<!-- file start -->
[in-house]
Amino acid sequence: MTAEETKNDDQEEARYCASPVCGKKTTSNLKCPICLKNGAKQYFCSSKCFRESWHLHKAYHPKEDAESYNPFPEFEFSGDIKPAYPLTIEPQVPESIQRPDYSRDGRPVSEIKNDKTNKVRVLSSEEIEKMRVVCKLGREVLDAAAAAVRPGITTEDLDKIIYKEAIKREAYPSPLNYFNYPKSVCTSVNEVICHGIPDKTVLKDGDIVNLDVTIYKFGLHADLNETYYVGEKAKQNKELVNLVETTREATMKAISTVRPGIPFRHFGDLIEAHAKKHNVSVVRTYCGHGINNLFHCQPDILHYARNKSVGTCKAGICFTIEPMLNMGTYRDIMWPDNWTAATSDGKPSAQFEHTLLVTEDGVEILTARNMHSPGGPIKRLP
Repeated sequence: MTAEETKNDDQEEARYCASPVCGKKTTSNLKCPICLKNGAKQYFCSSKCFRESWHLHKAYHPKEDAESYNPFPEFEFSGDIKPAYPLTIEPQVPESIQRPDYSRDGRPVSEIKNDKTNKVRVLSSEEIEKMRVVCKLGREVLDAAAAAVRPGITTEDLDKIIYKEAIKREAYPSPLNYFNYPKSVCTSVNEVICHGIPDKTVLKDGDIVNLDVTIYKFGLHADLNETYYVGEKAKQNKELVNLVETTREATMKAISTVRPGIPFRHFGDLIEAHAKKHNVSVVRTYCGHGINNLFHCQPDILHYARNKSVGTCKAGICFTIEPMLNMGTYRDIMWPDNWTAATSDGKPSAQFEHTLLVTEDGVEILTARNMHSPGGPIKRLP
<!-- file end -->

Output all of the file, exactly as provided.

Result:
[in-house]
Amino acid sequence: MTAEETKNDDQEEARYCASPVCGKKTTSNLKCPICLKNGAKQYFCSSKCFRESWHLHKAYHPKEDAESYNPFPEFEFSGDIKPAYPLTIEPQVPESIQRPDYSRDGRPVSEIKNDKTNKVRVLSSEEIEKMRVVCKLGREVLDAAAAAVRPGITTEDLDKIIYKEAIKREAYPSPLNYFNYPKSVCTSVNEVICHGIPDKTVLKDGDIVNLDVTIYKFGLHADLNETYYVGEKAKQNKELVNLVETTREATMKAISTVRPGIPFRHFGDLIEAHAKKHNVSVVRTYCGHGINNLFHCQPDILHYARNKSVGTCKAGICFTIEPMLNMGTYRDIMWPDNWTAATSDGKPSAQFEHTLLVTEDGVEILTARNMHSPGGPIKRLP
Repeated sequence: MTAEETKNDDQEEARYCASPVCGKKTTSNLKCPICLKNGAKQYFCSSKCFRESWHLHKAYHPKEDAESYNPFPEFEFSGDIKPAYPLTIEPQVPESIQRPDYSRDGRPVSEIKNDKTNKVRVLSSEEIEKMRVVCKLGREVLDAAAAAVRPGITTEDLDKIIYKEAIKREAYPSPLNYFNYPKSVCTSVNEVICHGIPDKTVLKDGDIVNLDVTIYKFGLHADLNETYYVGEKAKQNKELVNLVETTREATMKAISTVRPGIPFRHFGDLIEAHAKKHNVSVVRTYCGHGINNLFHCQPDILHYARNKSVGTCKAGICFTIEPMLNMGTYRDIMWPDNWTAATSDGKPSAQFEHTLLVTEDGVEILTARNMHSPGGPIKRLP